“I think there’s a lot that went in to Kopi,” Blake said. “First and foremost, he’s played a lot of hockey, too. I’ve had a conversation with Kopi the last couple weeks and a lot of it revolves around his off-season training and to look at the top players – the Toews’, the Crosby’s – and see what they’re doing off ice because there has to be an element, when you get to a certain age, to be able to play at a high level, the off-season becomes such an important factor. So I know our strength guys have met with Kopi and he’s got a real good attitude and understanding of what he needs to accomplish to get back to that high level.”

After burying the lede, let’s go back to that topic. Anze Kopitar has always been among the hardest workers and most conditioned players on a team that won two Stanley Cups. Darryl Sutter referenced it when he was coach, and privately, others have also shared observations about how hard the Kings’ captain works and how deep his buy-in is during regular season and off-season training.

But there was some disruption of his tried and true ways this year. Because of Olympic qualifying, his preparation for the 2016-17 season started several weeks early. After he led Slovenia to qualify for the 2018 Pyeongchang Games and Europe to the championship series at the World Cup of Hockey, he had already put mileage on his body before one game of the regular season had been played.

While those aspects kept several high-profile players, including Kopitar, from settling into their games early in the season, there was still perhaps the need for the star center to “adjust his training or adapt his training to a different style of game,” as Blake described.

“It’s a different style of game than it was eight years ago, and the quickness aspect has to be in there,” he said. “And listen, there’s a lot of things – the team wasn’t having success, I don’t think he had the success, he’s a new captain, there’s a ton of stuff that goes into it. Kopi will be fine. He’s a smart kid. He understands the game and he knows where he is and like I wanted to make sure he understands, he’s in that top group with all these other elite players, and there’s no problem looking at what they do. I’ve done it myself and Luc has done that certain times in his career. Look at the best players, see what they’re doing. You have to adapt as you go, but age and stuff come into effect.”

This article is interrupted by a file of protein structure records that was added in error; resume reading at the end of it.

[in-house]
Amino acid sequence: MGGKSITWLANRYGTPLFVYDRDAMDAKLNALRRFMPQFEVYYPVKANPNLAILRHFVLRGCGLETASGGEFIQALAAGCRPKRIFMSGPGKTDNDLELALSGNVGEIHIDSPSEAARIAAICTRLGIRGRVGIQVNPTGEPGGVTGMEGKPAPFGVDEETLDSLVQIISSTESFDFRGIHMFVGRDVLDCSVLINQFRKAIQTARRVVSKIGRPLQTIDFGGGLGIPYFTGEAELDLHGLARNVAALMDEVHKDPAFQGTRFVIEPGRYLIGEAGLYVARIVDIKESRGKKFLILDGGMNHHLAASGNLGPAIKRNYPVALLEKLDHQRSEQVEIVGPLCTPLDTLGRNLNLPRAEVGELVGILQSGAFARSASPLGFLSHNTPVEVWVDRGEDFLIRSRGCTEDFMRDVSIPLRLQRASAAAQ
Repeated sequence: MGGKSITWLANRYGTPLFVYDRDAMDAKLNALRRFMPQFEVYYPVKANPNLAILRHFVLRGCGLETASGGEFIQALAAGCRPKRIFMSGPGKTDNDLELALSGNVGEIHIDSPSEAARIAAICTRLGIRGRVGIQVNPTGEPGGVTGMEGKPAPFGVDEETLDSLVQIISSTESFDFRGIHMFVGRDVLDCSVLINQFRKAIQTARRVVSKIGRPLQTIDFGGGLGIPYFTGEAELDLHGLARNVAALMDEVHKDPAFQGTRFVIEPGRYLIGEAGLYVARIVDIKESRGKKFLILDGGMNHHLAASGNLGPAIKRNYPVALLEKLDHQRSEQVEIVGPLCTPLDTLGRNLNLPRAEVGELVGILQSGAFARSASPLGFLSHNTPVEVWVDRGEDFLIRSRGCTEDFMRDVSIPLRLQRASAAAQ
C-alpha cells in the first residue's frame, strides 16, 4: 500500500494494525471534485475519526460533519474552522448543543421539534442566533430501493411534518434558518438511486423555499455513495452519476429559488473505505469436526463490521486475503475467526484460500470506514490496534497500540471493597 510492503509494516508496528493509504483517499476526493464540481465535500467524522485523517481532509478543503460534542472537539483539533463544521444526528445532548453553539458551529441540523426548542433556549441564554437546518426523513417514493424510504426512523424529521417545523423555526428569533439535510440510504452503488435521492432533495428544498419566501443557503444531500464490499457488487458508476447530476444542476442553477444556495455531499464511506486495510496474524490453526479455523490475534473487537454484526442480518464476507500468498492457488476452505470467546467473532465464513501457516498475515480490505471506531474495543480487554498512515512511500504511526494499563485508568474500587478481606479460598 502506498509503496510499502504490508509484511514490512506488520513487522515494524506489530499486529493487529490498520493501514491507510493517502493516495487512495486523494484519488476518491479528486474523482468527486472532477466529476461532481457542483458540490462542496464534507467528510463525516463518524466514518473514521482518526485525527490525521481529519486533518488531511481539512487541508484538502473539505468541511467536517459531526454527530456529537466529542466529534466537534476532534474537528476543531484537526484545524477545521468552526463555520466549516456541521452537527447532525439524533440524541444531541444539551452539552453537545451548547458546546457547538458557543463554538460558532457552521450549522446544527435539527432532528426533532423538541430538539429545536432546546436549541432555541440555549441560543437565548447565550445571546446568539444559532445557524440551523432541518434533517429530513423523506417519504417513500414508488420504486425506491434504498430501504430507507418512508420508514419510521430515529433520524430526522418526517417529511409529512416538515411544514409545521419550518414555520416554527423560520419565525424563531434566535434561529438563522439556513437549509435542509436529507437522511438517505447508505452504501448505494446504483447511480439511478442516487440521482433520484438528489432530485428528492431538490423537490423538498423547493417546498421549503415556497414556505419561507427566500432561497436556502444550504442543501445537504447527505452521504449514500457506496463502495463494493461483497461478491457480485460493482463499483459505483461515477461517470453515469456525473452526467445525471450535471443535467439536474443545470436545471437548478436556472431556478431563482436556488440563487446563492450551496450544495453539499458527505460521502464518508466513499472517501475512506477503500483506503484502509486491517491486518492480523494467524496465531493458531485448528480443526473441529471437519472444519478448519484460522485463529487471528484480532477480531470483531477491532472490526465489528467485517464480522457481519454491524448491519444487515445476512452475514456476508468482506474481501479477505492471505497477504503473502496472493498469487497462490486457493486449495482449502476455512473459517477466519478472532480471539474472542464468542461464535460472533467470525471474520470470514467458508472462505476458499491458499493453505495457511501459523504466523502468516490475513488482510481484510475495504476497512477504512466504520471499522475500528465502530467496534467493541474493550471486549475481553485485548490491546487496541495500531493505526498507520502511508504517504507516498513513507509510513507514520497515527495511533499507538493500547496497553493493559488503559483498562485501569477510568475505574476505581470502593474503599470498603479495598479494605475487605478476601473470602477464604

After Helene Elliott of the LA Times confirmed that Kopitar would remain team captain for 2017-18 two weeks ago, Stevens also confirmed that Monday.

“Yes, we’re going to sit down and we really haven’t had an opportunity to talk about a lot of those areas, and quite honestly we’re comfortable with the leadership of our hockey team,” he said. “Certainly we’re going to discuss all of those areas of our hockey team when we get time to work through it here in the next couple of months.”

“I think Johnny touched on some of the guys that have been here a couple years now have to push to the core. The Pearson’s, Toffoli’s, Muzzin’s – Martinez is in that group – and they’ll push the core guys in Doughty and Kopitar to be better and then we’ve got to incorporate young players,” Blake said of the ongoing cycle of players reaching, maintaining and departing prime age and how it affects the leadership group.

But in terms of the game getting “quicker,” as many have stated, training and conditioning have to catch up with advances in how players are best prepared to use their speed.

“You have to adjust and adapt your training, and I think Kopi’s at that stage in his career, and he’s very open and the good thing is his agent is Pat Brisson who deals with some of these high end players that have been able to do those changes and incorporate that into their game, and I think Kopi will take full advantage of that,” Blake said.

Andrew D. Bernstein/NHLI